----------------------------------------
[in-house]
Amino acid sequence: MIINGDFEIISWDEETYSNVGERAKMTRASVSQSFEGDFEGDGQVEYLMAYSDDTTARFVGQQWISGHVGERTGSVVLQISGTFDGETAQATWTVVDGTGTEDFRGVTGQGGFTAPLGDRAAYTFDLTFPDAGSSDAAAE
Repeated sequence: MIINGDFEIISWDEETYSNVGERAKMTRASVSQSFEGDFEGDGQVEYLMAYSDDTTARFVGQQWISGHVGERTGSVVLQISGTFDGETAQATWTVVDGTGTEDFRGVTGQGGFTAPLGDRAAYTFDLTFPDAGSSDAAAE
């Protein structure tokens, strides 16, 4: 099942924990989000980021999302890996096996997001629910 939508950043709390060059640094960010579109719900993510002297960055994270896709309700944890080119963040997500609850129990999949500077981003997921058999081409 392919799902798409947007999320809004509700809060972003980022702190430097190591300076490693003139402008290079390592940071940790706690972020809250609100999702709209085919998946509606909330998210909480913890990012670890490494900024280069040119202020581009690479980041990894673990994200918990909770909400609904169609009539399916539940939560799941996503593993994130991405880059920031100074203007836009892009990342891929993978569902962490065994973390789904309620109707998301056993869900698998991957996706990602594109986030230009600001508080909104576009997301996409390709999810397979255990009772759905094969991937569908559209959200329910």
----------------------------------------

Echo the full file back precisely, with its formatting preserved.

[in-house]
Amino acid sequence: MIINGDFEIISWDEETYSNVGERAKMTRASVSQSFEGDFEGDGQVEYLMAYSDDTTARFVGQQWISGHVGERTGSVVLQISGTFDGETAQATWTVVDGTGTEDFRGVTGQGGFTAPLGDRAAYTFDLTFPDAGSSDAAAE
Repeated sequence: MIINGDFEIISWDEETYSNVGERAKMTRASVSQSFEGDFEGDGQVEYLMAYSDDTTARFVGQQWISGHVGERTGSVVLQISGTFDGETAQATWTVVDGTGTEDFRGVTGQGGFTAPLGDRAAYTFDLTFPDAGSSDAAAE
């Protein structure tokens, strides 16, 4: 099942924990989000980021999302890996096996997001629910 939508950043709390060059640094960010579109719900993510002297960055994270896709309700944890080119963040997500609850129990999949500077981003997921058999081409 392919799902798409947007999320809004509700809060972003980022702190430097190591300076490693003139402008290079390592940071940790706690972020809250609100999702709209085919998946509606909330998210909480913890990012670890490494900024280069040119202020581009690479980041990894673990994200918990909770909400609904169609009539399916539940939560799941996503593993994130991405880059920031100074203007836009892009990342891929993978569902962490065994973390789904309620109707998301056993869900698998991957996706990602594109986030230009600001508080909104576009997301996409390709999810397979255990009772759905094969991937569908559209959200329910």